The Toronto Blue Jays starting pitchers lead the league with 376.1 innings pitched entering Monday night
Starting pitching has carried the Toronto Blue Jays through the first third of the 2016 season, just as we expected.
With 2015’s offence just recently finding a more consistent form, the starting five have stepped up as one of the league’s top staffs. On top of leading the way in terms of innings pitched, the Blue Jays starters rank 6th in ERA and have held opposing hitters to a .228 average, third-lowest in baseball.
A crucial number beyond these stats, however, is the dollar value of the Blue Jays rotation.
This produces a total salary of $34,533,700, just a touch above David Price‘s 2016 salary.
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Both Happ and Estrada’s deals are due to increase next season (not significantly), but this rotation embodies a combination of strong baseball decisions and strong financial decisions from the Blue Jays front office.
Young starters, like Stroman and Sanchez, will always be the key to a productive payroll. The same can be said for position players in Devon Travis and Kevin Pillar, but the ability for a major league team to field young and impactful starters making the league minimum (or close) in their pre-arb and arbitration years allows for a great deal of flexibility elsewhere.
This alone highlights the importance of the MLB Draft, which begins this Thursday. Baseball isn’t just about talent, it’s about talent at the right price. With prospects such as Conner Greene, Jon Harris, Sean Reid-Foley, Angel Perdomo, and Francisco Rios coming through the system, the Blue Jays should be able to keep 1-to-2 low-cost arms in the rotation even as Stroman and Sanchez become larger financial commitments.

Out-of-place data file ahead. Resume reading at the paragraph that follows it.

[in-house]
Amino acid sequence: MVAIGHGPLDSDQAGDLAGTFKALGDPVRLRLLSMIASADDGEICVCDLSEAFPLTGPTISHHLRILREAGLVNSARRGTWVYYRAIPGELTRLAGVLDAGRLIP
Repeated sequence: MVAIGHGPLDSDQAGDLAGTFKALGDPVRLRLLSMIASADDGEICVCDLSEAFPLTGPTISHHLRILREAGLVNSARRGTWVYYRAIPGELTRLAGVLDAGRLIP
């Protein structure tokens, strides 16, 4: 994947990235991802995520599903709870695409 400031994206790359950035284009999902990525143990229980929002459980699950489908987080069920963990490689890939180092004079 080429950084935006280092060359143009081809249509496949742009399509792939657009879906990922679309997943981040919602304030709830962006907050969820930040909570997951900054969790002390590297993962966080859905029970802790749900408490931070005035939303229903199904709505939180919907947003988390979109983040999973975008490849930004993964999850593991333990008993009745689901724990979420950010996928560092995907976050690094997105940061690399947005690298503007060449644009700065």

Dickey’s $10 million falls under such titles as ‘reasonable’ and ‘fair’ within today’s market, a rarity for a once-dominant veteran at the tail end of their career. In Estrada and Happ, however, the Blue Jays have a different variety of good business.
On the free agent market, mid-level starters can make or break a team’s payroll. While fifth starters can be found with relative ease and front-end starters come at a premium, potential number two or three starters typically see their value balloon which ends in a team accepting a slight overpay.
These deals can often backfire. The Detroit Tigers have two examples of this (in terms of 2016 dollars) as Anibal Sanchez is earning $16.8 million at age 32 and struggling greatly, while Mike Pelfrey is earning $8 million. That’s $24.8 million of payroll producing what a well-managed (or well-drafted) $1 million could. Jake Peavy is off to a very difficult start with the Giants, earning $15 million at 35, while Jorge De La Rosa and his $12.5 million salary are a mess in Colorado.
For just $11.5 million, Estrada has produced a 1.5 fWAR, already approaching his 1.8 mark from last season, and has essentially been the ace of Toronto’s rotation. Happ has given the Blue Jays a 0.9 fWAR entering last night’s start, and outside of a couple rough outings, has been the same left-hander the Pittsburgh Pirates enjoyed down the stretch last season.
These performances are excellent, but the numbers on the contract look just as nice as the numbers on the stat sheets. With young talent on the way to offset the eventual loss of more expensive veterans, the low-cost value of Toronto’s rotation could offer the club far more room to manoeuvre through their upcoming decisions elsewhere on the roster.